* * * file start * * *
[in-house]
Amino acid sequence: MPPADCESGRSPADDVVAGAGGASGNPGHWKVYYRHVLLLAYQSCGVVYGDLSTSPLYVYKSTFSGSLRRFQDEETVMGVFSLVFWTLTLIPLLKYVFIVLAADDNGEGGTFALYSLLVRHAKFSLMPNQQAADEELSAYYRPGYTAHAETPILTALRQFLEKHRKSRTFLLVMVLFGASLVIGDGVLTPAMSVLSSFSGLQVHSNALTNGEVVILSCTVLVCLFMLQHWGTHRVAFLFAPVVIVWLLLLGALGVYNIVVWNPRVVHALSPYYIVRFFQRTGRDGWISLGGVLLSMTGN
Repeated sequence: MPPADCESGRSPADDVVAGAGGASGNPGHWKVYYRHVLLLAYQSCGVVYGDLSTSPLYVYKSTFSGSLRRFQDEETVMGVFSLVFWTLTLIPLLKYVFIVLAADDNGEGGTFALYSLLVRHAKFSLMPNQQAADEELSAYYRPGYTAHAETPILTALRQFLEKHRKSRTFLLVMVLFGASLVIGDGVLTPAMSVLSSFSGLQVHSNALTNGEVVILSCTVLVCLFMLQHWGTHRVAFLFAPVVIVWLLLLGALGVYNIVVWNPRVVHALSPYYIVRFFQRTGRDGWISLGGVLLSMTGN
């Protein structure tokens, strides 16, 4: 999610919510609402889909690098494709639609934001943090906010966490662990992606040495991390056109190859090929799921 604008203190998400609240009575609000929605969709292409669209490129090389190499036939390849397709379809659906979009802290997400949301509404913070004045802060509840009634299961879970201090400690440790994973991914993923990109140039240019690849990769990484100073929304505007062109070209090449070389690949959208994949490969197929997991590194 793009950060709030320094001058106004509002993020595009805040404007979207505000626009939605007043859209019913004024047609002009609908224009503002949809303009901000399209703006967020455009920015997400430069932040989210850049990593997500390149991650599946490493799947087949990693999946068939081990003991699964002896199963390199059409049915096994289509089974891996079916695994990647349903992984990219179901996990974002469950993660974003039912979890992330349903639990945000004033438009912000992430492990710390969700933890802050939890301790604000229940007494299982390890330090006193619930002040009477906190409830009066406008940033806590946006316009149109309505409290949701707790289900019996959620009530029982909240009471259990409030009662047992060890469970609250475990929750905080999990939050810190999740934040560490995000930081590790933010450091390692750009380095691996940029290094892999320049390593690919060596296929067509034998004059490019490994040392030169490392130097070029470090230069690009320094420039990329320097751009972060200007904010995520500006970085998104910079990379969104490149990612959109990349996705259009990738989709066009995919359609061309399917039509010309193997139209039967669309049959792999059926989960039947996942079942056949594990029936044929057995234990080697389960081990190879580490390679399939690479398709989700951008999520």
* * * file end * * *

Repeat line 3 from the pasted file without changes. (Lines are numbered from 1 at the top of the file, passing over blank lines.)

Repeated sequence: MPPADCESGRSPADDVVAGAGGASGNPGHWKVYYRHVLLLAYQSCGVVYGDLSTSPLYVYKSTFSGSLRRFQDEETVMGVFSLVFWTLTLIPLLKYVFIVLAADDNGEGGTFALYSLLVRHAKFSLMPNQQAADEELSAYYRPGYTAHAETPILTALRQFLEKHRKSRTFLLVMVLFGASLVIGDGVLTPAMSVLSSFSGLQVHSNALTNGEVVILSCTVLVCLFMLQHWGTHRVAFLFAPVVIVWLLLLGALGVYNIVVWNPRVVHALSPYYIVRFFQRTGRDGWISLGGVLLSMTGN